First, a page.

Archaeologists find a 2,500 year-old residence in RomeThey say it is one of the most important discoveries in Rome in recent years.
Archaeologists have found the complete remains of a 2,500 year-old residence near Rome's central train station that suggests the ancient city was actually much larger than originally believed.
The rectangular house was unearthed during the excavation of an area near Termini station, reported AKI.
Archaeologists say it is one of the most important discoveries in the capital in recent years.
"The remains of this house from the beginning of the sixth century BC is an almost unparalleled example of ancient architecture in this city," said Francesco Prosperetti, superintendent for Rome's Archaeological Heritage.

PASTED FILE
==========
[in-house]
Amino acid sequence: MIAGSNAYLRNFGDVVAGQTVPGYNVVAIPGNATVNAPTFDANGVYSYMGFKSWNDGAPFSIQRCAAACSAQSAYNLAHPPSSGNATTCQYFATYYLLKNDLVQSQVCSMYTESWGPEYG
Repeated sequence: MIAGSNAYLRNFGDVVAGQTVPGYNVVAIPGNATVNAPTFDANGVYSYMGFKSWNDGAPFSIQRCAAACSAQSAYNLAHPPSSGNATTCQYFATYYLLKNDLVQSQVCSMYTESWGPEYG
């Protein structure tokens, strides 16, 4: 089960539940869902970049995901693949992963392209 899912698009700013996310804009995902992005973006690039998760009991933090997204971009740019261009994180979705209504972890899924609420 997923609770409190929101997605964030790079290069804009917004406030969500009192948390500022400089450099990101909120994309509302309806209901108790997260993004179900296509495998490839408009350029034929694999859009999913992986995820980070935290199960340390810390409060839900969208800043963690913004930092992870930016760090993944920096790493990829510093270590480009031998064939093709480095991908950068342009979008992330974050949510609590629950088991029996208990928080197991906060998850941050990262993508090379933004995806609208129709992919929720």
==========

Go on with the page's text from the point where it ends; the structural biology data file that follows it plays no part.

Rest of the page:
The dwelling is intact, with wooden beams and clay-covered walls and a roof, as well as archaeological clues point to domestic use of the building.
The house may have been custodian's residence linked to a nearby temple from around the same period that was discovered in 2013.
"This is an exceptional find, among the most important of the last 10 years," Prosperetti said.
Mirella Serlorenzi, the excavation chief said the find showed the populated area of Rome was not just around the Roman Forum in the sixth century BC as previously thought.
"At the beginning of the sixth century BC, Rome was much larger than we previously thought before this latest discovery," Serlorenzi said.
Archaeologists previously believed that in ancient times the Qurinal Hill was used as a sacred area, with temples and a necropolis.
The Qurinal Hill now hosts the Italian president's official residence and before that the king of Italy, as well as the pope.